Jason Infinger Creates First-Ever Autism Census and Autism Lab for Parents With Children on the Autism Spectrum

Parents encouraged to complete the Autism Census at autismcensus.com

Jason Infinger

On Nov. 7, 2012, Jason Infinger and his wife Patricia received a letter in the mail — their son had autism.  

As they sought help post-diagnosis, they were shocked at how little support there was specifically for the parents of children with autism. They were overwhelmed, confused and frustrated. There was too much red tape and too few answers to their practical questions and needs.

“Nobody was talking about the emotional journey we experience after the diagnosis,” said Jason. “Except the other parents.”

An entrepreneur at heart, Jason started his first business at 14 years old. But his greatest accomplishment yet is as a husband and father of two amazing boys. Ever the creative problem solver, Jason took action once again — planning, collaborating and executing plans to create the kind of autism support he knew he, his wife and the world needed.

“Finding the best care and treatment for your beloved child is time-consuming, expensive and ridiculously confusing,” he said. “Time is an important concern for working families and the cost is overwhelming and creates family hardships.”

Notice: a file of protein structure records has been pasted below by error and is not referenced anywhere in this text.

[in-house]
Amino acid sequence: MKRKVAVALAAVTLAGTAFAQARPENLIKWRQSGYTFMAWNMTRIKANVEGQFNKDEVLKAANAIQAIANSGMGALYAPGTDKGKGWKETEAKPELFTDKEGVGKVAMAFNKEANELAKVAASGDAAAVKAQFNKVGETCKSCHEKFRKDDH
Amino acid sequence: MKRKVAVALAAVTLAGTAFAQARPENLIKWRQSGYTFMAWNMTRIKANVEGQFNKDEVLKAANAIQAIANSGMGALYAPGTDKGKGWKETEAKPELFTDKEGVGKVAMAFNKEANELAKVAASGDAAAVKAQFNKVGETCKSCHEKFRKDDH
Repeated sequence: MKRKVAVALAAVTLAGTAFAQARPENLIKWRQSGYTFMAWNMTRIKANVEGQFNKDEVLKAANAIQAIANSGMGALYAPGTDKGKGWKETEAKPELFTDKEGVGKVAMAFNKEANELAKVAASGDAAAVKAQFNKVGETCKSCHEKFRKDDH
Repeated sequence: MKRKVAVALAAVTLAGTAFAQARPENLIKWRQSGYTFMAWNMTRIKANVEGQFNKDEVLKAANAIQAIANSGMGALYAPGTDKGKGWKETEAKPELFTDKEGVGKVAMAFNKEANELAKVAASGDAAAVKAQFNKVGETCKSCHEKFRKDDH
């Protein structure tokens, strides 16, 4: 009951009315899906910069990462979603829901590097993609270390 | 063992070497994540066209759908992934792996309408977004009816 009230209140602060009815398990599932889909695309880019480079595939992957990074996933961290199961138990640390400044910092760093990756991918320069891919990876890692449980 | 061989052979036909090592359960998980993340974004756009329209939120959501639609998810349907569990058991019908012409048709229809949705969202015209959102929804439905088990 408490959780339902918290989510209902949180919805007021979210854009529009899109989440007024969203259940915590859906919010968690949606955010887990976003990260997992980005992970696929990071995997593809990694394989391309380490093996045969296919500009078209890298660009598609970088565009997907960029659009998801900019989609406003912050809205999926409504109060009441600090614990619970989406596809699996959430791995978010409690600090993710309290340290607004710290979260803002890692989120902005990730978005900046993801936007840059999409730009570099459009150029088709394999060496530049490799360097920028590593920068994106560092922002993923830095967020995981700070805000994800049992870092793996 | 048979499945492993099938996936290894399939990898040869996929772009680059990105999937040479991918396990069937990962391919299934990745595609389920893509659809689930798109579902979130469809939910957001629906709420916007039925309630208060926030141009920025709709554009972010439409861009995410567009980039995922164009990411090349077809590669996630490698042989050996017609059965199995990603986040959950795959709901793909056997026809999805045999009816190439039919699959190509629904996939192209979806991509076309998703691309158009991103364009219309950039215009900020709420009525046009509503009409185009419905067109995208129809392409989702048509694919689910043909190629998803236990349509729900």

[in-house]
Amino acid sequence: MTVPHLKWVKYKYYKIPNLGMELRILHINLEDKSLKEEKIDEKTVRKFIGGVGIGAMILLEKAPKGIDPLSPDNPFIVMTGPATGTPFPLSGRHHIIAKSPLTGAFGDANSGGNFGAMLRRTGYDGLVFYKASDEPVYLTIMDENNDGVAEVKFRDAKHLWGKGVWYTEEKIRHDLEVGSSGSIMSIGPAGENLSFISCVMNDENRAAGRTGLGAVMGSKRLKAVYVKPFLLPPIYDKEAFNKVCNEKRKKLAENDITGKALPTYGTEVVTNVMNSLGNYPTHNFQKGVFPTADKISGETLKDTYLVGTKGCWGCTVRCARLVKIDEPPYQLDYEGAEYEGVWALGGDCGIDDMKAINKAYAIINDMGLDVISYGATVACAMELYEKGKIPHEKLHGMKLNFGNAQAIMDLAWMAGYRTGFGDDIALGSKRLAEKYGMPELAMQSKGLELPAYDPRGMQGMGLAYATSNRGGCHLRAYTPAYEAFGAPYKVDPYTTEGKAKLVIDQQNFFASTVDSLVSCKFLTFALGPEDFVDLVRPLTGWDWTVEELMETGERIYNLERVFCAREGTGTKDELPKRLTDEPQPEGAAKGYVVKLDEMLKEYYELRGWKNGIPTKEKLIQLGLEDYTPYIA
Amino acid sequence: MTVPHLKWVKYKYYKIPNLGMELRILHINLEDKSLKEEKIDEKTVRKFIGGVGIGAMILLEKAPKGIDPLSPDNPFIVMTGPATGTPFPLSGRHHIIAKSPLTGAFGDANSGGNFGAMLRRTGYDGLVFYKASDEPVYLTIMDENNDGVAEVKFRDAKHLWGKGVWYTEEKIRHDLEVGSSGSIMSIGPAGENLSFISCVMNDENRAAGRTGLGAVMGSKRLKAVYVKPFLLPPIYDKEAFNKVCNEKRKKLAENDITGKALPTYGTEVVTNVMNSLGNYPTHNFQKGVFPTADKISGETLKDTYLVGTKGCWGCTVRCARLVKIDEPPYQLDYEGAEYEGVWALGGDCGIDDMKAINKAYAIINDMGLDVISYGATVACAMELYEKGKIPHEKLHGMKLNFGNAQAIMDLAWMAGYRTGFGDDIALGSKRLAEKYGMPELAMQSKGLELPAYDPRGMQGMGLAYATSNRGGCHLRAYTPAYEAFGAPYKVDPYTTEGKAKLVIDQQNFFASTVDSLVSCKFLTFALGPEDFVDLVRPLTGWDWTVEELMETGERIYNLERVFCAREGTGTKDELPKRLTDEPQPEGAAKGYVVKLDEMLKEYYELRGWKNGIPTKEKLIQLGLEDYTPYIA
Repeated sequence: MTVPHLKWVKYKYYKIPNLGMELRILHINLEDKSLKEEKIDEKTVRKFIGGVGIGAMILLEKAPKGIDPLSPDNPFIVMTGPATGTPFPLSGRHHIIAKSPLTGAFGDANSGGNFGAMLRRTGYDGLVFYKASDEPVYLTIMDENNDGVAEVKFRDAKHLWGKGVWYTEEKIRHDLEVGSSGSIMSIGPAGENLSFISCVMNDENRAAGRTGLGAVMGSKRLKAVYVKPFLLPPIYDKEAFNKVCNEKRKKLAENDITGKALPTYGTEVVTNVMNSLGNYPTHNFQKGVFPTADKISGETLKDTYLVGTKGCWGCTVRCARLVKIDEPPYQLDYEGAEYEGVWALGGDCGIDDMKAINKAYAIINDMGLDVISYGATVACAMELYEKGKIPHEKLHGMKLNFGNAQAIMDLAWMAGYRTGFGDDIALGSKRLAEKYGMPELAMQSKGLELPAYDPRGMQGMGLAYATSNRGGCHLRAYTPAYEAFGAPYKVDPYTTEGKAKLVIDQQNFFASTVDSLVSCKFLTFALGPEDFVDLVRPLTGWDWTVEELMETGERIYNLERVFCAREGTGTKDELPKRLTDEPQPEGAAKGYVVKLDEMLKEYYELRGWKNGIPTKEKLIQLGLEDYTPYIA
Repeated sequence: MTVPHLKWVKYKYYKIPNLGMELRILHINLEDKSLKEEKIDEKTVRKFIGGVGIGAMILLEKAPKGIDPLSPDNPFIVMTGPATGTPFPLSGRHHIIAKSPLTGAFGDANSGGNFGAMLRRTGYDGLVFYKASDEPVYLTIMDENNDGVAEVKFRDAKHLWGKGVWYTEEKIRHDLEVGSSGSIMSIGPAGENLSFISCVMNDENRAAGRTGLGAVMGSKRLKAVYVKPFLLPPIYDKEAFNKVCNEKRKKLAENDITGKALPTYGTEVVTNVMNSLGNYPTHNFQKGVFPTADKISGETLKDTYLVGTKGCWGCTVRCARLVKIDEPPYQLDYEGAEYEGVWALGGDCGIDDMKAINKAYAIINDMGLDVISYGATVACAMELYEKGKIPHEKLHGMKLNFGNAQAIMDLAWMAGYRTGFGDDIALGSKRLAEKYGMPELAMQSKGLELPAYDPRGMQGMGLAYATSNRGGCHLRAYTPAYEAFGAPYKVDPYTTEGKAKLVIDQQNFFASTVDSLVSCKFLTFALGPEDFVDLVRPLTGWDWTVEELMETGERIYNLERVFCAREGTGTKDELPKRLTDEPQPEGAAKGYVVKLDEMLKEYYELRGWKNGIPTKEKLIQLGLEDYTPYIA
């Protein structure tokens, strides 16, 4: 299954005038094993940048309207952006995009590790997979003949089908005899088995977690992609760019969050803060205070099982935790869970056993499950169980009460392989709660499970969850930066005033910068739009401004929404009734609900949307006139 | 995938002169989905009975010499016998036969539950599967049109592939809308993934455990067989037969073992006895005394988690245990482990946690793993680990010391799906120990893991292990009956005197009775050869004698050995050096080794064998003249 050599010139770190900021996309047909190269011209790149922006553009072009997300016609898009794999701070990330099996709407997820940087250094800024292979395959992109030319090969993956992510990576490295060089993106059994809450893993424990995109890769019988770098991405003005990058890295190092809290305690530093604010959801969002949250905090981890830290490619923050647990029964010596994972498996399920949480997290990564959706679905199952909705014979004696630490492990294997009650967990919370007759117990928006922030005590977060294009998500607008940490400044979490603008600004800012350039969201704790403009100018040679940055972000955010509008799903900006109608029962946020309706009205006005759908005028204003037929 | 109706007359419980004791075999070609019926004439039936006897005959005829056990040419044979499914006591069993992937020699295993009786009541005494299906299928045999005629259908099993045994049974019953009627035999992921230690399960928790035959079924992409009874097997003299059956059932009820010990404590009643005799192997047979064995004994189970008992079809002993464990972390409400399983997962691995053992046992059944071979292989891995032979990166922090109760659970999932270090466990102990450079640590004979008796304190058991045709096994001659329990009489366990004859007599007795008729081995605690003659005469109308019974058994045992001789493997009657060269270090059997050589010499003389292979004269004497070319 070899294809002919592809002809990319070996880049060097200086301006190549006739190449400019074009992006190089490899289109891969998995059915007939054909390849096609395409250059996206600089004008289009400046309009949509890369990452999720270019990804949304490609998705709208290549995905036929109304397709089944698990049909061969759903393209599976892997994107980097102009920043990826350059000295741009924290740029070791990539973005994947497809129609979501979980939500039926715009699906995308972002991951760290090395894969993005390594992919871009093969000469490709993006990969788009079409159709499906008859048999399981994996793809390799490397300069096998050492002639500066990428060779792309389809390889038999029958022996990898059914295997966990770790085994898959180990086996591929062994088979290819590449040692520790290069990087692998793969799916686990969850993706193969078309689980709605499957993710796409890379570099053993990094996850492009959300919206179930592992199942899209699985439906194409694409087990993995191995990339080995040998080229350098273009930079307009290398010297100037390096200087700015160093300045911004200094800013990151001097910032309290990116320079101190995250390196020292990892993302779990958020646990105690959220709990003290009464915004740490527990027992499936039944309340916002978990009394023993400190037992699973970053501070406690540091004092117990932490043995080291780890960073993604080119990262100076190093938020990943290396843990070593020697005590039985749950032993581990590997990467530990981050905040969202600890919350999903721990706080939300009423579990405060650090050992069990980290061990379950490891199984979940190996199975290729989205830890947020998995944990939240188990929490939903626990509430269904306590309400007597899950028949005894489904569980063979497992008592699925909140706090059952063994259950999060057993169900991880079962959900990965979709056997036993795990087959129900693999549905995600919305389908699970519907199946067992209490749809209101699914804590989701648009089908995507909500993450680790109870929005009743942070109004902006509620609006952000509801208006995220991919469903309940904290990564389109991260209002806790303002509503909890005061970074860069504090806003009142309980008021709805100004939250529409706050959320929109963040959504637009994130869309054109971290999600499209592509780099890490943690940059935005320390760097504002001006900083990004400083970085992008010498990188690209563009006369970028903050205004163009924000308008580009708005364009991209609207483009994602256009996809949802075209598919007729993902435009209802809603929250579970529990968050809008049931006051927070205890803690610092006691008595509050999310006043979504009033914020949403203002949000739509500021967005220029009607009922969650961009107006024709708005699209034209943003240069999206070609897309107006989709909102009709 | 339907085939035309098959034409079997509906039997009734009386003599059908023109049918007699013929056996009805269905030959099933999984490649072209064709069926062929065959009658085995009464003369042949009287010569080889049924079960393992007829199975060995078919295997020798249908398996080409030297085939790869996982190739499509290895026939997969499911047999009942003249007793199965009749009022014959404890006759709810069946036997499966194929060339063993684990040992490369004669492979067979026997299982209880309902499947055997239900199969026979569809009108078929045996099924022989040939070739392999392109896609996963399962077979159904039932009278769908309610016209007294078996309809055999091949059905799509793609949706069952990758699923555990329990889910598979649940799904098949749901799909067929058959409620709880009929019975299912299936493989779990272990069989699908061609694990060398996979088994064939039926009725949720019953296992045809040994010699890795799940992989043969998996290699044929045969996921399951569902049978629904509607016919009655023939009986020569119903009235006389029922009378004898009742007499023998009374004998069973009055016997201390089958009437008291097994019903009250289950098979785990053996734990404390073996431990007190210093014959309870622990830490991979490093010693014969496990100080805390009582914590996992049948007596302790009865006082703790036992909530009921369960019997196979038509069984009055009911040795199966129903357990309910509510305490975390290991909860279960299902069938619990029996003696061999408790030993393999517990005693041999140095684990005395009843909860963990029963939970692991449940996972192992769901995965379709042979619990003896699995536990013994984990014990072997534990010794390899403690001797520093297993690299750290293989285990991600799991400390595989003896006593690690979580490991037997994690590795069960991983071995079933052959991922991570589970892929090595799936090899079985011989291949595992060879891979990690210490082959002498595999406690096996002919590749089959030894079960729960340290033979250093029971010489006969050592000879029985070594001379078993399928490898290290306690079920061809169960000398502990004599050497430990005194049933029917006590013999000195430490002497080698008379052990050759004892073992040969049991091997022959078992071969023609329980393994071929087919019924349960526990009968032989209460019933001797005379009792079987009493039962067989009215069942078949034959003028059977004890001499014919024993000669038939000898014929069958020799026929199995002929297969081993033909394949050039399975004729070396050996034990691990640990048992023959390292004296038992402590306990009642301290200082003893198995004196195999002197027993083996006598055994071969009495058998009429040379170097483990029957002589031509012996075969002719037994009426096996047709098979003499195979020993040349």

Jason knew the support system he would create had to be parent-focused and simple to use. His strategy was to provide empowering resources to parents with autistic children to help them be at their best. It had to simplify the parents’ lives by helping them navigate an autism diagnosis.

“I had a vision of bringing parents together in one place, where they can learn strategies from each other, be part of a supportive community, navigate the emotional journey with others who have the same journey, and save time and money,” he said. “Parents have to be able to help themselves before they can help their child.”

Jason created the first-ever Autism Census (autismcensus.com) to compile a platform to capture critical data, where parents with children on the autism spectrum can fill out the census, share their stories and find the resources targeted to their needs. He knows that by doing this, they will help other families experience a breakthrough, inspire others to keep going and help change someone’s life.

Once parents share their stories on the Autism Census, they receive a free e-book - “The Best Advice I Got About Autism: Wisdom from Extraordinary Parents and Professionals.” It’s a collection of powerful testimonies and expert advice, which is sorely lacking at this time. Any parent can submit a story or piece of advice that has helped them along the journey.

Jason also created The Autism Lab (theautismlab.com) as a place where parents can stay current on research, therapies and treatments, and that can help them uncover options that are best for their child through things like the “Ask About Autism” show and frequent blogs and videos. He plans to offer ongoing support and access through The Autism Lab PRIME membership, online courses and events.

He is currently working toward the launch of the first-ever Autism Answers Report, created from all of the information pulled to-date from the Autism Census. 


Scott Bowman


Source: Jason Infinger


Categories: Autism, Family Medicine

Tags: Autism, Autism Spectrum, Census, Community, Empowerment, Families, Parents, Resources, Support

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